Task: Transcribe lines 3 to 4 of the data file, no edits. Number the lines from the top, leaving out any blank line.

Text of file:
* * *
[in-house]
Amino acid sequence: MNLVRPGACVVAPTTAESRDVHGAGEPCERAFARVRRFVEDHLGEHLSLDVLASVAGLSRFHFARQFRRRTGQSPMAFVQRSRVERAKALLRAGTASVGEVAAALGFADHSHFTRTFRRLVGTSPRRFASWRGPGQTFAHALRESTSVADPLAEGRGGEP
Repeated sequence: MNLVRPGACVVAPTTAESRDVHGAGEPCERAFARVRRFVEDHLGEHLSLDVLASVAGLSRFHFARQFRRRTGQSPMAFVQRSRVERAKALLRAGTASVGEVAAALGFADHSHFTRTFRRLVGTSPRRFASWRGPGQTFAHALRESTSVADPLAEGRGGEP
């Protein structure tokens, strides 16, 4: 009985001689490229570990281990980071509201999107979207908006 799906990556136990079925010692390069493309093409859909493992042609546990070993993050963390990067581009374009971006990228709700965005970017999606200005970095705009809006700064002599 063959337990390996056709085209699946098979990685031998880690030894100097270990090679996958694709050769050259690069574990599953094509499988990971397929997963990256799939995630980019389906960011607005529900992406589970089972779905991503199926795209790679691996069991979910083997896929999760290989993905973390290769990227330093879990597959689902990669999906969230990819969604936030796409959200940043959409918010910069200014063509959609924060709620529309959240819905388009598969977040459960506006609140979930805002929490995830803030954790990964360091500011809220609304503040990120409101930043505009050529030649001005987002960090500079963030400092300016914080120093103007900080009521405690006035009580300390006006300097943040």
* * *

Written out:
Repeated sequence: MNLVRPGACVVAPTTAESRDVHGAGEPCERAFARVRRFVEDHLGEHLSLDVLASVAGLSRFHFARQFRRRTGQSPMAFVQRSRVERAKALLRAGTASVGEVAAALGFADHSHFTRTFRRLVGTSPRRFASWRGPGQTFAHALRESTSVADPLAEGRGGEP
């Protein structure tokens, strides 16, 4: 009985001689490229570990281990980071509201999107979207908006 799906990556136990079925010692390069493309093409859909493992042609546990070993993050963390990067581009374009971006990228709700965005970017999606200005970095705009809006700064002599 063959337990390996056709085209699946098979990685031998880690030894100097270990090679996958694709050769050259690069574990599953094509499988990971397929997963990256799939995630980019389906960011607005529900992406589970089972779905991503199926795209790679691996069991979910083997896929999760290989993905973390290769990227330093879990597959689902990669999906969230990819969604936030796409959200940043959409918010910069200014063509959609924060709620529309959240819905388009598969977040459960506006609140979930805002929490995830803030954790990964360091500011809220609304503040990120409101930043505009050529030649001005987002960090500079963030400092300016914080120093103007900080009521405690006035009580300390006006300097943040």